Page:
For some, personal growth can be an intimidating process, but for Kris Zimnawoda Pilewski, it is something she explores daily.
“I like to push personal limits and I appreciate and am inspired by people who push themselves and work hard every day,” Pilewski said.
Pilewski has been an admirable part of the School Town of Highland for 29 years. She started as a grade school teacher for the first 10 years of her career and then decided to go back to school to earn her master’s degree in school counseling. She then returned to the School Town of Highland and has been an active school counselor there for the last19 years.
“Mental health at all ages is an important subject because children need advocates. Quite often their parents can’t be advocates for them due to having their own mental health issues and struggling in the role of parenting,” Pilewski said. “Kids need someone, even if it isn’t their parent, to tell them that they are heard, understood and that they will be helped.”
Pilewski oversees hundreds of kids in kindergarten through 5th grade. No day is really ever the same. Her day begins by participating in parking lot duty, then greeting students. This is when Pilewski gets a feel for the students’ moods, and she begins to dive into her process of helping those in need.
“I like to think I can be an advocate for these kids and empower them. It’s my job to make sure the kids have a good day at school so that they can learn. If they are upset, sad, worried, they can’t learn and meet their academic potential,” she said.
Throughout the school year, Pilewski enters the classroom at least six times. This is when she teaches guidance lessons, refusal skills, decision making, drug and alcohol information, learning styles, study skills, and many more.
But her work doesn’t end there. Outside of the classroom, Kris is also busy reaching out to families in need to connect them with resources such as food and mental health guidance. She also offers one-on-one and small group counseling to children and families who are struggling. During these sessions, she focuses on how to navigate tough situations such as death, divorce and social skills.
Though she can be dealing with some dark subjects and situations at times, Pilewski says every second is beyond worth it when she sees her students prosper in the end.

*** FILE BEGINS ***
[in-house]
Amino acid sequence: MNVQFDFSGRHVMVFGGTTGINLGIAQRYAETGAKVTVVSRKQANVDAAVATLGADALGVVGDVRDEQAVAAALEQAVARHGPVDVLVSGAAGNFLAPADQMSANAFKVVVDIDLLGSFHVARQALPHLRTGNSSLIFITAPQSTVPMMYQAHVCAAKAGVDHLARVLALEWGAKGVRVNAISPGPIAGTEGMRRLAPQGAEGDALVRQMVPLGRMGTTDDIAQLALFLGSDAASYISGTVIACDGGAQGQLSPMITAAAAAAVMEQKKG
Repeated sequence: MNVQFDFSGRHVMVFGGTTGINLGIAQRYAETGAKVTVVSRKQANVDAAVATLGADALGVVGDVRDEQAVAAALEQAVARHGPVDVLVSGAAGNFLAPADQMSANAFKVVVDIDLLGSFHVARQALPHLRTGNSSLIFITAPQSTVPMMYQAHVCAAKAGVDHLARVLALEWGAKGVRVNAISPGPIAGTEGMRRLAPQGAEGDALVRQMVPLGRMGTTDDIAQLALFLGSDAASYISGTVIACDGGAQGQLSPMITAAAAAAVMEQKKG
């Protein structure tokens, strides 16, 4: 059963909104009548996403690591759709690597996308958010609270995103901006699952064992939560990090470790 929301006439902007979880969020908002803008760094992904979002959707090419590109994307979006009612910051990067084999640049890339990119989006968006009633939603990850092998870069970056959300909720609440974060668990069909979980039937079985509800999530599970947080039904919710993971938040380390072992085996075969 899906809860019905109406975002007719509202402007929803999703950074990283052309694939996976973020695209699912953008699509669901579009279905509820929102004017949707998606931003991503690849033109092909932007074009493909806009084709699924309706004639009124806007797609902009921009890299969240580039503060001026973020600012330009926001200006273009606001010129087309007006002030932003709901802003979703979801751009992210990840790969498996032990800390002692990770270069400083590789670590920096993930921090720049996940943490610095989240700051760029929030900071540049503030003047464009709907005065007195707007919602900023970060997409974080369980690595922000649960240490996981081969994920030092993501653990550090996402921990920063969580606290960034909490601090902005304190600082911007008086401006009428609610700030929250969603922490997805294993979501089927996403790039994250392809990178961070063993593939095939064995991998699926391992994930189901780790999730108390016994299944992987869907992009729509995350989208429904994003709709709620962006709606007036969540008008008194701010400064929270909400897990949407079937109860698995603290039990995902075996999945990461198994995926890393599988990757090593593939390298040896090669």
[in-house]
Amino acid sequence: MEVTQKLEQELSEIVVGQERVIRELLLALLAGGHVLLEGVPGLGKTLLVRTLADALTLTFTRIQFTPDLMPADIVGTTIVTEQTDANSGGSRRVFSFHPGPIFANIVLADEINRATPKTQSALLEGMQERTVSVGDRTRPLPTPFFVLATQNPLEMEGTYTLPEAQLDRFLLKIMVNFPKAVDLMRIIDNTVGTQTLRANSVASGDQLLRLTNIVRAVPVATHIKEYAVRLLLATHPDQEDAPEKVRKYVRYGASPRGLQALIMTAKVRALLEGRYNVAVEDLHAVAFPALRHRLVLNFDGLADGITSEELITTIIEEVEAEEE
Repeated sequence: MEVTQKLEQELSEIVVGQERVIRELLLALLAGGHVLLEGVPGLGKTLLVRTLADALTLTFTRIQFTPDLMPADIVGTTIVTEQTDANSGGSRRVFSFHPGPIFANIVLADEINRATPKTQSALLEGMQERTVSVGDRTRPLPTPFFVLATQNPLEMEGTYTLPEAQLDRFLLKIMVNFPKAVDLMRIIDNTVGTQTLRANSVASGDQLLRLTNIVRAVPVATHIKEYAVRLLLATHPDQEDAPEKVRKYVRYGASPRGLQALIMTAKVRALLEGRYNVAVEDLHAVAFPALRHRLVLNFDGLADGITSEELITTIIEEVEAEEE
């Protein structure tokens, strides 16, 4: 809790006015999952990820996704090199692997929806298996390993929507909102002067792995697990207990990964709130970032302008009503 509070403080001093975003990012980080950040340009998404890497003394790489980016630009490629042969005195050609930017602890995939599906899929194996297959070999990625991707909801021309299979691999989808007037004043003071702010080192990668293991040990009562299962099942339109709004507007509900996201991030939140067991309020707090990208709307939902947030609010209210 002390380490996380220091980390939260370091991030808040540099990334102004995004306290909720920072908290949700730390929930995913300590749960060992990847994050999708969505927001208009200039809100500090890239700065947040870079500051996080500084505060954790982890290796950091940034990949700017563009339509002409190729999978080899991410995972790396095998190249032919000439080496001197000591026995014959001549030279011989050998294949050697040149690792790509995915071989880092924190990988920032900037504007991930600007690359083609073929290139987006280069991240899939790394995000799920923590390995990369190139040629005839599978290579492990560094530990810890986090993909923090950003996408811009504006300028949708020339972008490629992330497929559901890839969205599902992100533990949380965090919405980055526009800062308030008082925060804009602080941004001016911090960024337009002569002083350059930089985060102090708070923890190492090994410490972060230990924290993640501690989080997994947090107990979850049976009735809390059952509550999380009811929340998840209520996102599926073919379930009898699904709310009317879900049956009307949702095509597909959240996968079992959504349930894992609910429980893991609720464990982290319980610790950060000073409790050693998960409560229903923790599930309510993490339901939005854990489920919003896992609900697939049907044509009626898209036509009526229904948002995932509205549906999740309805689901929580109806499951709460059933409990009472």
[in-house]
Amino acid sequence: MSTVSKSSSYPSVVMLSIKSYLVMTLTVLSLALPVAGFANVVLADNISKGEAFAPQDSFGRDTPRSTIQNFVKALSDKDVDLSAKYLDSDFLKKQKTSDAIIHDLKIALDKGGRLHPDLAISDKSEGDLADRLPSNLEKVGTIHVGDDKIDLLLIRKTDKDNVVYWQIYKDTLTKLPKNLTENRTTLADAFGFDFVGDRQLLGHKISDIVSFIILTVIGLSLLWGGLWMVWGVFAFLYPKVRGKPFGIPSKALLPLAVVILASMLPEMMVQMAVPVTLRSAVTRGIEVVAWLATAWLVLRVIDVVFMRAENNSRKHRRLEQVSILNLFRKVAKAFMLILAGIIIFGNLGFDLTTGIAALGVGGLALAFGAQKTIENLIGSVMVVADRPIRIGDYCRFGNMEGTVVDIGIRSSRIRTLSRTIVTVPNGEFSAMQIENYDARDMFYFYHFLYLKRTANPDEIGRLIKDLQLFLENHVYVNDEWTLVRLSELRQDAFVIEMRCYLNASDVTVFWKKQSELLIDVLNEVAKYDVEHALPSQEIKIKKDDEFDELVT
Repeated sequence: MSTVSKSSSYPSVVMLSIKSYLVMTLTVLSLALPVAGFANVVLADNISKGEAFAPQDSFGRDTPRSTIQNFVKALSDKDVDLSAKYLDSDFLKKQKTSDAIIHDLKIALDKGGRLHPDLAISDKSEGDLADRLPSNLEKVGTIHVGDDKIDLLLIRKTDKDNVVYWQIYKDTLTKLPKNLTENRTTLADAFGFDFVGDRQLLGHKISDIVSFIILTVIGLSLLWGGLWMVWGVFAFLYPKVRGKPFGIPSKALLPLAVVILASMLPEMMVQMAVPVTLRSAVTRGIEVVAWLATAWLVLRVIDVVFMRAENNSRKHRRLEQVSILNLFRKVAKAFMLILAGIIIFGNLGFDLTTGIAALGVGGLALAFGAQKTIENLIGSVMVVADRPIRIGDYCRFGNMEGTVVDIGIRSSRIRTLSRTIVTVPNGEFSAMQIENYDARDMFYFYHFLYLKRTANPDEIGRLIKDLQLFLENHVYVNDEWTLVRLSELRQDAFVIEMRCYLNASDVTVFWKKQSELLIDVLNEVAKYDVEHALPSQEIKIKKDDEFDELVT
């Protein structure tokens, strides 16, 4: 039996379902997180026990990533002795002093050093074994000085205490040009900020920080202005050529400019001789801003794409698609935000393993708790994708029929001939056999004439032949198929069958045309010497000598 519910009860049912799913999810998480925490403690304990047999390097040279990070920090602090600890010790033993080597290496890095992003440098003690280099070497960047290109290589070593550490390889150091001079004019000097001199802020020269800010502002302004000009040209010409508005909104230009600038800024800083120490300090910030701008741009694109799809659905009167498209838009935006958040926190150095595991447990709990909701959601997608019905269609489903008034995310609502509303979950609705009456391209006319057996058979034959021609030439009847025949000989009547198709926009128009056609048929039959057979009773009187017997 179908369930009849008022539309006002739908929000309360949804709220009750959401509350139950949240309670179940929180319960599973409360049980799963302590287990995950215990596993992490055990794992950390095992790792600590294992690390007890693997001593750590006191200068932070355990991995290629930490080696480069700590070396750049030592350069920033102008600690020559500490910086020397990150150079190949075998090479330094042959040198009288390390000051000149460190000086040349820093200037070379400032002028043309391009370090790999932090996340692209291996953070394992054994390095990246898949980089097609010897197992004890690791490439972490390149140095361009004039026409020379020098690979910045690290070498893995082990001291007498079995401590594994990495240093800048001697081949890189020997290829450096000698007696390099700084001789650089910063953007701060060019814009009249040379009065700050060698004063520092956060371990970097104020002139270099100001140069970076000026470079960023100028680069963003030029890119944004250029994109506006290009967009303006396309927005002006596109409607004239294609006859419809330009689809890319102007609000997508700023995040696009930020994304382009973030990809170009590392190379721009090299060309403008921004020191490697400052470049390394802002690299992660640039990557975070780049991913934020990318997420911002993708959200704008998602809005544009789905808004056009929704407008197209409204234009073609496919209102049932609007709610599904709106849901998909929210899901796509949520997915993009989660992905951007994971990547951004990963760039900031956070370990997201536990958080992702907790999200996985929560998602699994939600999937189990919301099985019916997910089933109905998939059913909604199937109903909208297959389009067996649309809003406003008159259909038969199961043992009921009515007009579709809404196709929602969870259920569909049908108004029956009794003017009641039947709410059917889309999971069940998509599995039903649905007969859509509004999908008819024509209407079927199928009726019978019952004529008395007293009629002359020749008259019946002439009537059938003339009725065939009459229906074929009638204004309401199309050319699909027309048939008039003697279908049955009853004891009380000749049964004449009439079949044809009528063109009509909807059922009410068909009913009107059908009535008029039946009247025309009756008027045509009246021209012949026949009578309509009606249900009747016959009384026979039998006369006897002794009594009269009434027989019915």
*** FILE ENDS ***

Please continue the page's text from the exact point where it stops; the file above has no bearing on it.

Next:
“I’m always happy to see my students do well and to grow. When I see kids move onto high school who have overcome very difficult family situations such as death, mental health or substance abuse issues, it’s amazing to me that I’ve helped them overcome these issues and become resilient to tough situations,” she said.
Pilewski also works closely with parents and these rewards are just as fulfilling.
“I’ve had families come back to me and say that I found a way to help them and now they want to do their part in the community and help others. I’ve also witnessed the child of a parent that I have helped in the past grow and blossom because the parent or parents have become better advocates for their children after our sessions.”
She is thankful that she can enjoy herself at work and find happiness every day.
“One of the main reasons I love my job is because I laugh out loud at least once a day. A kid will tell me something and it will make me just laugh out loud with them. I don’t think many people are able to say this and I feel very lucky I can say this about my work,” she said.
Outside of her work, Pilewski continues to push boundaries and test her own personal limits. Running is a hobby, and it even ties in to some community and non-profit work. Pilewski has been a passionate supporter of Girls on the Run, a positive youth development program that encourages girls to be healthy, joyful and confident through running. She has acted as a running buddy for the girls and a Solemate, participating in a half marathon while raising funds for the program in the past.
“If I could thank all the people I’ve met throughout my life who have faced an obstacle - whether it be a financial, academic, physical, emotional - who found a way to get around it, I would because that shows me that I can do that, too.”